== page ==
Alexander Cockburn edits the newsletter CounterPunch and writes columns for the Los Angeles Times and The Nation.

The Natural Artificer

Somewhat as if Robinson Crusoe tried to tell Man Friday about Yorkshire pudding, it’s hard to explain Wodehouse to the uninitiated. He evolved a comedy of manners and a mannered style that came into perfect fluency and equilibrium by the early Thirties. In the early Fifties that tautness of control …

The Myth of Missile Accuracy

At the heart of modern theories of nuclear strategy lies the premise of accuracy. The great debates of recent years—over the SALT II treaty, deployment of the MX missile, and the limited nuclear war scenarios most recently considered in Presidential Directive 59—all take for granted the assumption that a missile …

Apocalypse for Everyone

The White House is going to be a crowded place for the next couple of years, if these three novels—laboriously positioned on the borders between fiction and “real life”—are any guide to what lies ahead. At one end of the Oval Office, in Frederick Forsyth’s vision of 1982, we have …

Mr. P, Mrs. V, and Mr. T

Poor Reich and the other crazies used to think that sex, proper orgasms, and so forth constituted a challenge to power, to the bourgeois order: a freer fuck means a freer world. Plodding along the trail marked out by the high priest of the orgone box comes Gay Talese with …

Gastro-Porn

They came and told one of the more recent dukes of Devonshire that in the interests of economy and general modern-mindedness Chatsworth really ought to dispense with the pastry chef. “What,” cried the duke, aghast. “Is a man no longer to be allowed his biscuit?” Somehow things never seem to …

Carter’s Powerless Energy Policy

The national energy program produced by President Carter and now dispatched to Congress for legislative action has been moderately well received. It is likely to go through many changes in the battles in Congress that lie ahead, but nearly everyone agrees that some form of over-all national strategy was needed, …

Selling the Sun

In its most pessimistic rendering and to its most apocalyptic observers the energy crisis—omnipresent, irreversible—foretells the end of civilization. Slowly, but inevitably, the world will run out of natural gas, oil, uranium, coal. It is understood by all that modern man must move away from reliance on fossil fuel and …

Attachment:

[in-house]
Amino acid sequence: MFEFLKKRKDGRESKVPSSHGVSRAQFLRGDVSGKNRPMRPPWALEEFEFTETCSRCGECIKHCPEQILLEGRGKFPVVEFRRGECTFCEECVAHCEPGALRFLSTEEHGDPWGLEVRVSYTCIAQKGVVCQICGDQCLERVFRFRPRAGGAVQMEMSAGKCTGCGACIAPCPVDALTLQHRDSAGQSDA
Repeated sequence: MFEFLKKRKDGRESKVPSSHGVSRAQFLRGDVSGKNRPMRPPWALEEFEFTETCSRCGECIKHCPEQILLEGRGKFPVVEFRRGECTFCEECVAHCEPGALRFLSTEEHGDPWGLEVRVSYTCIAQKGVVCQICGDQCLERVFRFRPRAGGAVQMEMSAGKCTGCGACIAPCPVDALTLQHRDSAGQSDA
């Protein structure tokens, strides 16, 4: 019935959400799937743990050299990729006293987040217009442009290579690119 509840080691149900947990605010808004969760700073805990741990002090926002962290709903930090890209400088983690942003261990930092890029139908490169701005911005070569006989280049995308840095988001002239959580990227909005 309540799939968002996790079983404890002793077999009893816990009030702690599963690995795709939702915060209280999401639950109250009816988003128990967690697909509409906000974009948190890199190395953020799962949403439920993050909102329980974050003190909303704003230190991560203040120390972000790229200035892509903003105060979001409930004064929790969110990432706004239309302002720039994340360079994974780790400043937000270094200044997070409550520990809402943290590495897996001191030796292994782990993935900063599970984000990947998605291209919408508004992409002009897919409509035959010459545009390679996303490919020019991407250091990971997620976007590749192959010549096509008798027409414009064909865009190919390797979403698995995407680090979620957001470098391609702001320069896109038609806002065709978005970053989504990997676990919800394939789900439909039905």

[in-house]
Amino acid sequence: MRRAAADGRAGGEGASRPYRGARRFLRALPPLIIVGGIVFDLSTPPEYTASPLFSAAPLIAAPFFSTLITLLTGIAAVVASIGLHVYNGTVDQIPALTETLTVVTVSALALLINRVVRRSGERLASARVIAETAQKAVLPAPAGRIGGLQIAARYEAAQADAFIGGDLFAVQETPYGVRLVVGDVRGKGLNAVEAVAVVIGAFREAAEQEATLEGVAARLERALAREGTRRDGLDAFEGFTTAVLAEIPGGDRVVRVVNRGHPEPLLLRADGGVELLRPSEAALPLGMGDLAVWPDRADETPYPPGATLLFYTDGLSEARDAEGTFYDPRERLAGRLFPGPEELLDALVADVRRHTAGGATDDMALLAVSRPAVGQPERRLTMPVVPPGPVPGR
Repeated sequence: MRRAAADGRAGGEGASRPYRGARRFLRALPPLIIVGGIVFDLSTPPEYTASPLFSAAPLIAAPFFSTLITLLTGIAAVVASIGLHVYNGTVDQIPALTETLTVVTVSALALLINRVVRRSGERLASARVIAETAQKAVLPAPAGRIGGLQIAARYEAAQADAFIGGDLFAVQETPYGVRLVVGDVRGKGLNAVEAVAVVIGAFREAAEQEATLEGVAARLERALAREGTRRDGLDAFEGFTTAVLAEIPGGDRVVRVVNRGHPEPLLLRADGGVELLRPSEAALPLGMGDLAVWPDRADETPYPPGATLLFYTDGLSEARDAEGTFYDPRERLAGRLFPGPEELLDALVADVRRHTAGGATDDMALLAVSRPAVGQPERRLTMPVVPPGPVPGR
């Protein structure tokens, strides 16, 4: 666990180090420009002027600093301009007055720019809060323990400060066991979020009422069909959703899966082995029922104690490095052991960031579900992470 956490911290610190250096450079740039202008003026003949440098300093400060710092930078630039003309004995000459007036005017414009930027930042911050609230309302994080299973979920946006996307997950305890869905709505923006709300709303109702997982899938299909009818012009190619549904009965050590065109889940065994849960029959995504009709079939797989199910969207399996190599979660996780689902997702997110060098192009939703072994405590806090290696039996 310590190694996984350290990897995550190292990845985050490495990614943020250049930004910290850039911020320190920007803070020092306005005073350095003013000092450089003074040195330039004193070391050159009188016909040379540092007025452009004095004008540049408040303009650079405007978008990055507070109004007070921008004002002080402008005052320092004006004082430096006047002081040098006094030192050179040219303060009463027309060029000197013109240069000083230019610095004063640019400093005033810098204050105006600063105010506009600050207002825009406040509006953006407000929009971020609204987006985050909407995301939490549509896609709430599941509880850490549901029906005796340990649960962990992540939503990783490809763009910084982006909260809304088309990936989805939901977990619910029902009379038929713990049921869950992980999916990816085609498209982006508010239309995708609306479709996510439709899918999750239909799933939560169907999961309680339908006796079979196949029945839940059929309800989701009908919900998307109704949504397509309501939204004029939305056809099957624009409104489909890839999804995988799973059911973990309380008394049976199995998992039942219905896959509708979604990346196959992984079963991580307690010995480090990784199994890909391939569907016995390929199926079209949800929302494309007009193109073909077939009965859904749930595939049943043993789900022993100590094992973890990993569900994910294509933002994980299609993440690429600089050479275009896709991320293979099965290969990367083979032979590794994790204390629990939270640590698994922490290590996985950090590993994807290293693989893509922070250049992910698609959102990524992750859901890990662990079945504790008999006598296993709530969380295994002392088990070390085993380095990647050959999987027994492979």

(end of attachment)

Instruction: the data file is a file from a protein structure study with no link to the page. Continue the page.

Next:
The Sunny Side of the Street

Over the last years we have seen the growth of two important, middle-class political movements in the United States: one is centered on feminism, the other on the environment. The environmental movement springs from a long history. Its modern form has its origins in the industrial revolution, with the ideas …

Energy and the Politicians

Are the nation’s energy policies a potent “issue” in this year’s presidential campaign and in other electoral struggles? More specifically, are the calls for some form of reorganization of the oil industry—voiced by no fewer than eight presidential candidates, including George Wallace—going to form an important or a merely ornamental …

The Psychopathology of Journalism

Early in his memoirs the great Victorian journalist Henri de Blowitz refers to his “uncontrollable desire to get at the bottom of sensational reports.” He was trying to explain why he became a journalist, instead of remaining a sober businessman in Marseilles. This was the best he could do. In …

Million Dollar Yeggs

In 1939 a British businessman of my acquaintance was sent by the Department of Economic Warfare to Ankara. His mission was to buy up certain Turkish commodities of strategic value and thus deny them to the Germans. Generously supplied with cash, he went to work with a will. But he …

Propaganda of the Victors

Even at the present modest distance from Watergate one is left with the somewhat depressing conclusion that the lifeblood of scandals, political as much as sexual, is detail. Depressing, because detail after all is what people forget first. Too soon we are left with “general lessons” and the trite impedimenta …

The Defense Confidence Game

Although it would be frivolous to devote extensive space to the purely stylistic aspects of James Schlesinger’s 1975 defense budget we should note at the outset that his prose is that of a man visibly animated by strong and eccentric emotions. One would not expect someone who spends his hours …